It's Thanksgiving week here in the U.S. which means at least three things: turkey dinners will be eaten on Thursday, massive shopping will take place or be avoided like the plague on Friday and many of us will be traveling on either end of the weekend. AAA estimates that 51 million Americans will pack it up and head out of town this weekend.
Which can be very good for your writing goals, as explored in this post from earlier this year. Breaking out of your routine, the stillness of an airplane all can move our writing process into overdrive. I'm a big writer-while-traveling (not when it's car travel and I'm the driver, of course!) It's just one of the tricks writers use to get the work done. Enjoy this encore blog presentation on ways you can push yourself into writing mode and have a fabulous Thanksgiving!
A Earlier this month, I took a quick weekend trip to Washington, D.C. to attend a reception and spend some time with family. I wasn’t there long and had no work to do. Still, I packed my laptop. That’s because I was going to be on two, two-hour flights and airplane passenger me is a wildly productive writer. Maybe it’s the (sometimes) lack of wifi, the freedom from distracting phone calls and Facebook pings, or just knowing there’s not a heck of lot else to do. The words just flow from the window seat.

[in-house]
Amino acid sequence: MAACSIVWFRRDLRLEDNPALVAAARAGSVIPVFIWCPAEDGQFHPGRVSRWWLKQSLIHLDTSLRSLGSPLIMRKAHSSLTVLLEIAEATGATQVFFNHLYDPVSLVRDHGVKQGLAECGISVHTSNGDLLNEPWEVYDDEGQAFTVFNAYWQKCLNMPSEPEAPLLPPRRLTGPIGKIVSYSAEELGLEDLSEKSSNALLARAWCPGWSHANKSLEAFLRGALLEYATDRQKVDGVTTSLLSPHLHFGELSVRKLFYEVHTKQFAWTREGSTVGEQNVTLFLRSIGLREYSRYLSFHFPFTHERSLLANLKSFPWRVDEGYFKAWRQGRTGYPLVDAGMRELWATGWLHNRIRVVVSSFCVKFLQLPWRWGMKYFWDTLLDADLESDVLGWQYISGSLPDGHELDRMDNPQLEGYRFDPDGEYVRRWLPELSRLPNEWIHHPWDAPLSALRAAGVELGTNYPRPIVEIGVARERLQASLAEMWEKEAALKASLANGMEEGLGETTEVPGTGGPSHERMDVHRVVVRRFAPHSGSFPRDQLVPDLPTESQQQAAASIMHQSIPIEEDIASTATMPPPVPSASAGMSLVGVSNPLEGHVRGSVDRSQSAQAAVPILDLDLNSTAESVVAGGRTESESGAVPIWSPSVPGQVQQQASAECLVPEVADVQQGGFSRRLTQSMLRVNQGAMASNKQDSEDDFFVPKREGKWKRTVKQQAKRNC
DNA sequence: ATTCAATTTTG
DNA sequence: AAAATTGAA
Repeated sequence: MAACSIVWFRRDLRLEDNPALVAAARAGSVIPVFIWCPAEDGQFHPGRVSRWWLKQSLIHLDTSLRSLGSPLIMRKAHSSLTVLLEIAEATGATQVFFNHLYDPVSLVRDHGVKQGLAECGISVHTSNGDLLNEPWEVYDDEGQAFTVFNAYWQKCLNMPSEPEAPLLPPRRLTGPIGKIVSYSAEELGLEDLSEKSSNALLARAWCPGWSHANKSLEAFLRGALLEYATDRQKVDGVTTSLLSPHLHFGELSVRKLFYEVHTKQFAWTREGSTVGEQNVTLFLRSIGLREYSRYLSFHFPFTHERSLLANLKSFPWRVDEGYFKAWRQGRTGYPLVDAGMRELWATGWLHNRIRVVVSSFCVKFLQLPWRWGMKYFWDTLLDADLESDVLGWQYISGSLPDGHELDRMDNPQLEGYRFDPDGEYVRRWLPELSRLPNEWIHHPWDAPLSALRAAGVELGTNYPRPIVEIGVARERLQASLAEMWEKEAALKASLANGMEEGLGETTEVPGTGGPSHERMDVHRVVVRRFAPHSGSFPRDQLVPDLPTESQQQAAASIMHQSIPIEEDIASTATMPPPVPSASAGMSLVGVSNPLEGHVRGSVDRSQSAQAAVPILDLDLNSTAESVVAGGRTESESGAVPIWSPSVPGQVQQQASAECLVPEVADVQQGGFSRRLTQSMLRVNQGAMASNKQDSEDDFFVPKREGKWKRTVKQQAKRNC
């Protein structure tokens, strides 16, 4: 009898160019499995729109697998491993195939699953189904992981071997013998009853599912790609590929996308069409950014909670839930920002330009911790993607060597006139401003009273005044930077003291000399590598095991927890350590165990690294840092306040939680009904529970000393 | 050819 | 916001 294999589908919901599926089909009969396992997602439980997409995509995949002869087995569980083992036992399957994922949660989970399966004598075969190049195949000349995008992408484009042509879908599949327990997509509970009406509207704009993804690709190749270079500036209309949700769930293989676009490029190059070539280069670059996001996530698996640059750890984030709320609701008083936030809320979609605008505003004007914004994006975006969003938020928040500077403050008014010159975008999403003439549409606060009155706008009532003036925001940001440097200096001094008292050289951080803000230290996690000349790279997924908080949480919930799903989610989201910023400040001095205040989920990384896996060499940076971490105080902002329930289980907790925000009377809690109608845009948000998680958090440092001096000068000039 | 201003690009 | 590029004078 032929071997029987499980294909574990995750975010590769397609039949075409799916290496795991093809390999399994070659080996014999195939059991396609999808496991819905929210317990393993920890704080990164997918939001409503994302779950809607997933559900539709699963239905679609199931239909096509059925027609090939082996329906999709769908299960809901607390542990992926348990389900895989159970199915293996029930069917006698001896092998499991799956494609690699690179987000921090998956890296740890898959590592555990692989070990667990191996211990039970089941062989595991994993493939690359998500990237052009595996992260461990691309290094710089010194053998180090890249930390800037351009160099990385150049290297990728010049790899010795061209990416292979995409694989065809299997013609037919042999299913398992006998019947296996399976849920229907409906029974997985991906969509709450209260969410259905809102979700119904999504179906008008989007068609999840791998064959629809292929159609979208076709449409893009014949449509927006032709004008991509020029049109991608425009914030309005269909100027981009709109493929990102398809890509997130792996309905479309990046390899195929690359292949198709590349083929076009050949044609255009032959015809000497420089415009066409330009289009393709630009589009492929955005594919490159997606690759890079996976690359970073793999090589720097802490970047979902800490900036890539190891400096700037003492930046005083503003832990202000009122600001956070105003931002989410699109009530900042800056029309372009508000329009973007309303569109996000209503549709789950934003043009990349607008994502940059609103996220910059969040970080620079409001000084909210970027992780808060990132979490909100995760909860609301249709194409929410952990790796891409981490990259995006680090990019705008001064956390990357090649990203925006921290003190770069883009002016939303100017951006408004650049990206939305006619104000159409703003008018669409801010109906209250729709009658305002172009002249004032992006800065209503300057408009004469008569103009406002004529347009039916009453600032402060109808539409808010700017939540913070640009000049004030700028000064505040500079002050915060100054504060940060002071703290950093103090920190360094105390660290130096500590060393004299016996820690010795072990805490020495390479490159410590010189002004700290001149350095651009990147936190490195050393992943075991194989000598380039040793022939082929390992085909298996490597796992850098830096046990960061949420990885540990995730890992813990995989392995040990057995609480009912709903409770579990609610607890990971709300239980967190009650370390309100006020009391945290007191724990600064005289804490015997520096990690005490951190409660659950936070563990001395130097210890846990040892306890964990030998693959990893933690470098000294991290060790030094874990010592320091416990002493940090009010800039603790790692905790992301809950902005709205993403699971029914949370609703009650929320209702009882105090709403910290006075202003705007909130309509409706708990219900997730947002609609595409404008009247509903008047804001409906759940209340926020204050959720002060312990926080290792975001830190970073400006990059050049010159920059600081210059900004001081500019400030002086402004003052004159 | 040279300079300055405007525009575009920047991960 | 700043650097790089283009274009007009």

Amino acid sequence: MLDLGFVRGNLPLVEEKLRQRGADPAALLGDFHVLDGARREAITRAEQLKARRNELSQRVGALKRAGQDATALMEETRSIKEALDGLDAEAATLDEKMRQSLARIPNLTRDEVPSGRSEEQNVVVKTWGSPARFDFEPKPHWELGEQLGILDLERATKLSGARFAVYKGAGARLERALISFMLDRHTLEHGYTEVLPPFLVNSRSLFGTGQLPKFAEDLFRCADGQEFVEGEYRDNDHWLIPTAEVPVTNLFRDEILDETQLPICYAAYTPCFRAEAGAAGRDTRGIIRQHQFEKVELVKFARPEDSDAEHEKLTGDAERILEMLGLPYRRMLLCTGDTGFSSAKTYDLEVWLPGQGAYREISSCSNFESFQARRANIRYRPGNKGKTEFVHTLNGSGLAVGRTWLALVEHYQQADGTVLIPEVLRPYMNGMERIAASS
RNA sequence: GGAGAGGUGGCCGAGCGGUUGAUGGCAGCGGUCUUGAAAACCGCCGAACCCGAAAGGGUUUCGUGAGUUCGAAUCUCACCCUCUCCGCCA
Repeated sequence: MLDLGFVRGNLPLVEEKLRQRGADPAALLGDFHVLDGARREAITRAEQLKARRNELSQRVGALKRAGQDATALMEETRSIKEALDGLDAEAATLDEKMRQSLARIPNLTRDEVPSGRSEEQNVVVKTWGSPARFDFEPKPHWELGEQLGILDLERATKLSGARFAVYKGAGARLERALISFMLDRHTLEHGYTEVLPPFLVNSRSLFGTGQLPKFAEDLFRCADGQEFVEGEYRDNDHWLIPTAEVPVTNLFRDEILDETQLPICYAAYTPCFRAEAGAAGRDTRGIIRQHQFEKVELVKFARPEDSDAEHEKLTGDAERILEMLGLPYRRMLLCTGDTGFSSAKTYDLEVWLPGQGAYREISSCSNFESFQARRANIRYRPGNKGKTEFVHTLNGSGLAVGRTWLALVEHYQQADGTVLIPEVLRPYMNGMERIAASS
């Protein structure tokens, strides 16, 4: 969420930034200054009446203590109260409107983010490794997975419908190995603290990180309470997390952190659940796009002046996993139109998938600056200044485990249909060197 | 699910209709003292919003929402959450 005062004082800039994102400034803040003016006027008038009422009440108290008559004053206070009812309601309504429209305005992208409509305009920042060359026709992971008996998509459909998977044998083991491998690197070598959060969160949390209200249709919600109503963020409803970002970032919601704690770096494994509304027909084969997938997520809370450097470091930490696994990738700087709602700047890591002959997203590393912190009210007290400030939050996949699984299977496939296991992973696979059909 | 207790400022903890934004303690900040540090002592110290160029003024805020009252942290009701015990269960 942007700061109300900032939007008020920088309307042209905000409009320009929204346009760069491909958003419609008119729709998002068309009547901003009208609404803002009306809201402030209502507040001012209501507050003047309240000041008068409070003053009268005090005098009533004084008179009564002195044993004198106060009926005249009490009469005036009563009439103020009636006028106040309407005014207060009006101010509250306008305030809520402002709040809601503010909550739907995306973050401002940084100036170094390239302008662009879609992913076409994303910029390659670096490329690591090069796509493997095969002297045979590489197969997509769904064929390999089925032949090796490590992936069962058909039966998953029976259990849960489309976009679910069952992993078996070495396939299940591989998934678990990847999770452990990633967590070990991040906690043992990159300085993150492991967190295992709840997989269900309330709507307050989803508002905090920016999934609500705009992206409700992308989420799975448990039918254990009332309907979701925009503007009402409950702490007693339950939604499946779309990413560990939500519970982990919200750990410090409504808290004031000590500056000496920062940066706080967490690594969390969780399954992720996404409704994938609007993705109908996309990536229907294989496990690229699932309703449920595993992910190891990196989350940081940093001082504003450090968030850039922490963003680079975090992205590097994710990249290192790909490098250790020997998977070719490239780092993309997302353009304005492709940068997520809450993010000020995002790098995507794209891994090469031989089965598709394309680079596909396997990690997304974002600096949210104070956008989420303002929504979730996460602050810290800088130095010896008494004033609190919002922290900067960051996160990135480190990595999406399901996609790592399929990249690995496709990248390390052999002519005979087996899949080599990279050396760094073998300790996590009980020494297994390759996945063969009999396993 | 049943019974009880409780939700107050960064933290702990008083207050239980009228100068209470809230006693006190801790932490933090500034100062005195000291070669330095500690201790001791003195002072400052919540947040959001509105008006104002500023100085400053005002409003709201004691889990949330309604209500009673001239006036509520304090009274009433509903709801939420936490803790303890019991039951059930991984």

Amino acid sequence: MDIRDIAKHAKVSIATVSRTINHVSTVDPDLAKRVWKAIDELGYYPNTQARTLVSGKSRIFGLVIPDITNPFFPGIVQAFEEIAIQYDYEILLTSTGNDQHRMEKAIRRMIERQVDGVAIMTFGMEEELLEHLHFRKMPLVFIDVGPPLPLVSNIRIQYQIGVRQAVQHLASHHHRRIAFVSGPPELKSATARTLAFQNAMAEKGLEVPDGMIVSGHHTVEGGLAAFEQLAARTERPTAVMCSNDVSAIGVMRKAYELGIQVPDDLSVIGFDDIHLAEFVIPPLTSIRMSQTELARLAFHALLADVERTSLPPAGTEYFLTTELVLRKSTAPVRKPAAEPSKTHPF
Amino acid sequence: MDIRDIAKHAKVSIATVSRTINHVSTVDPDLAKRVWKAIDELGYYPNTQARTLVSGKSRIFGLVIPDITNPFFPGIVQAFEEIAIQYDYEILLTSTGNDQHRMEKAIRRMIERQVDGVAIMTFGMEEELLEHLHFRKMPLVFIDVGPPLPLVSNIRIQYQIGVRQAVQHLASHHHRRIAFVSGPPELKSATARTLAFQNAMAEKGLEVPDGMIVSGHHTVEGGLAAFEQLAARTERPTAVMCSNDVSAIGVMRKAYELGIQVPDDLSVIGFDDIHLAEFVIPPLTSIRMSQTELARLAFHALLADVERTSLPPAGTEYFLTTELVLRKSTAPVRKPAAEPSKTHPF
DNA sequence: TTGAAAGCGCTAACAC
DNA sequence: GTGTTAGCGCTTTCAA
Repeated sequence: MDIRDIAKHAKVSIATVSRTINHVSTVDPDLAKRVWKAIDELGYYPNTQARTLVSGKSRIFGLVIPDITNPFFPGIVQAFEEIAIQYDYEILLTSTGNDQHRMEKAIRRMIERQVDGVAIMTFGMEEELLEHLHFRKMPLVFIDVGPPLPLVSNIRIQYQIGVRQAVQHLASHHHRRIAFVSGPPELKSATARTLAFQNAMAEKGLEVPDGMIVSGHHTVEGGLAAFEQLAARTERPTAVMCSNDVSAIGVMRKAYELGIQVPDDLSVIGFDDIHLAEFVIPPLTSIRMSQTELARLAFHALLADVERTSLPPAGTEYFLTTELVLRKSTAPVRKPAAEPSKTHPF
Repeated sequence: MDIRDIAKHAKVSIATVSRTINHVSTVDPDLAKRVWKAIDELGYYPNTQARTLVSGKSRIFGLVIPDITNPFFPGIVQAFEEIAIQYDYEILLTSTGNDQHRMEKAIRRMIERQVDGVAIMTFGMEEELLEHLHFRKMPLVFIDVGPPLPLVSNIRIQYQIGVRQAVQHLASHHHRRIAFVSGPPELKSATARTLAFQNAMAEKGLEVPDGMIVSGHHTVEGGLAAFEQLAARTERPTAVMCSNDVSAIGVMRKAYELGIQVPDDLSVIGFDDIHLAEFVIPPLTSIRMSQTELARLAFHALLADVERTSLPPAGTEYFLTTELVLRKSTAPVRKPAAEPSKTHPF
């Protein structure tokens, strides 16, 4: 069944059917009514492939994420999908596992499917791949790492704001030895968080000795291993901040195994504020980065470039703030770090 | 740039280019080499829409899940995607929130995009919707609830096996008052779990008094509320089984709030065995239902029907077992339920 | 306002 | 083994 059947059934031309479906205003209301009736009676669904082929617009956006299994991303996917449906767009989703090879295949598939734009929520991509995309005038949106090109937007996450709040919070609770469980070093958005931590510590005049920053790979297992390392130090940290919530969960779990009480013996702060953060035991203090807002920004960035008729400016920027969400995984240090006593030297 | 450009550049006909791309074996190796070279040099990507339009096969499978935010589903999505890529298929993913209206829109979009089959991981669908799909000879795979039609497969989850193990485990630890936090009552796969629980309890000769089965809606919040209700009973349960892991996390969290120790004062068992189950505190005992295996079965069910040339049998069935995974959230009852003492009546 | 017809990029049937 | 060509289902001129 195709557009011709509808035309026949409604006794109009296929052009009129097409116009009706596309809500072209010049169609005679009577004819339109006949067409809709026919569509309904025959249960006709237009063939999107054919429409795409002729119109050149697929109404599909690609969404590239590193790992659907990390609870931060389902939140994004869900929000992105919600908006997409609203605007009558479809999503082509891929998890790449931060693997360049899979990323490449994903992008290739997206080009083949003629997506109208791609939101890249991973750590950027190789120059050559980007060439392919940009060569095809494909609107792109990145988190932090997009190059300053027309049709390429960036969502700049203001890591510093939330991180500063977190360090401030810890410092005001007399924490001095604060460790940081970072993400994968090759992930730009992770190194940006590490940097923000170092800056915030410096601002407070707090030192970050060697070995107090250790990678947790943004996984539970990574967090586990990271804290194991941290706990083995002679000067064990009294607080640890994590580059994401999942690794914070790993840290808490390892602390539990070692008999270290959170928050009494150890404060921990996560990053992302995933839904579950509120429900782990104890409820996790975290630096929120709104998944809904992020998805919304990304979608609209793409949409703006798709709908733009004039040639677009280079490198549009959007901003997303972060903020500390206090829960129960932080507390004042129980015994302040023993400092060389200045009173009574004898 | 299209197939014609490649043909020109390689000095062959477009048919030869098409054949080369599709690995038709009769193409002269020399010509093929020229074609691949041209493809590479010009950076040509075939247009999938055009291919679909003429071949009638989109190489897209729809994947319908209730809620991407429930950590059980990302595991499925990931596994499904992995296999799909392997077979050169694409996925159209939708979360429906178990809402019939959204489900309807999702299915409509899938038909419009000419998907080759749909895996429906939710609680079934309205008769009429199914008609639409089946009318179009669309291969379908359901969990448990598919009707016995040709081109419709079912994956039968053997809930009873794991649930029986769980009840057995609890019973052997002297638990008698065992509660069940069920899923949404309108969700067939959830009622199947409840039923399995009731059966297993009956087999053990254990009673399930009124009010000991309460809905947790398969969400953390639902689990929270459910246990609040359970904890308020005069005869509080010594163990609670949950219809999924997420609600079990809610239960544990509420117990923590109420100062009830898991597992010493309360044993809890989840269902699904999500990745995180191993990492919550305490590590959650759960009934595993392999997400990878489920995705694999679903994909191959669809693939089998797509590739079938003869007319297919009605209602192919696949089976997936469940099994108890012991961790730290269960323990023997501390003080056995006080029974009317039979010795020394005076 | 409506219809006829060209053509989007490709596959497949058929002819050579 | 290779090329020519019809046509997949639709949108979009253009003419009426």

I am not alone. I once read that Simon Sinek, author of a really useful book called Start With Why, used to book plane trips solely to give himself focused time to write.
“And on most planes, there are no plugs, so I’d open up my computer and wrote until the battery died. Because I had this pressure of knowing the battery would die, I wrote monumental amounts in short periods of time,” he said in a 2009 New York Times article. Well, said, Simon.
If you have to create content for your business, realize that productive writers often create weird little games to get the work done.
We race against a dying battery or get on an airplane to write in a distraction-free zone. Less drastically (and considerably cheaper), we set timers and force ourselves keep writing until the buzzer rings. Or we set a word count count goal and write until we hit it.
Mastering your message takes effort. But it doesn’t mean effort can’t look a lot like a game.
What tricks help you be well said? Tell me about it in the comments or over on the
More time to read this holiday weekend? Check out these posts on the art and science of getting our writing done: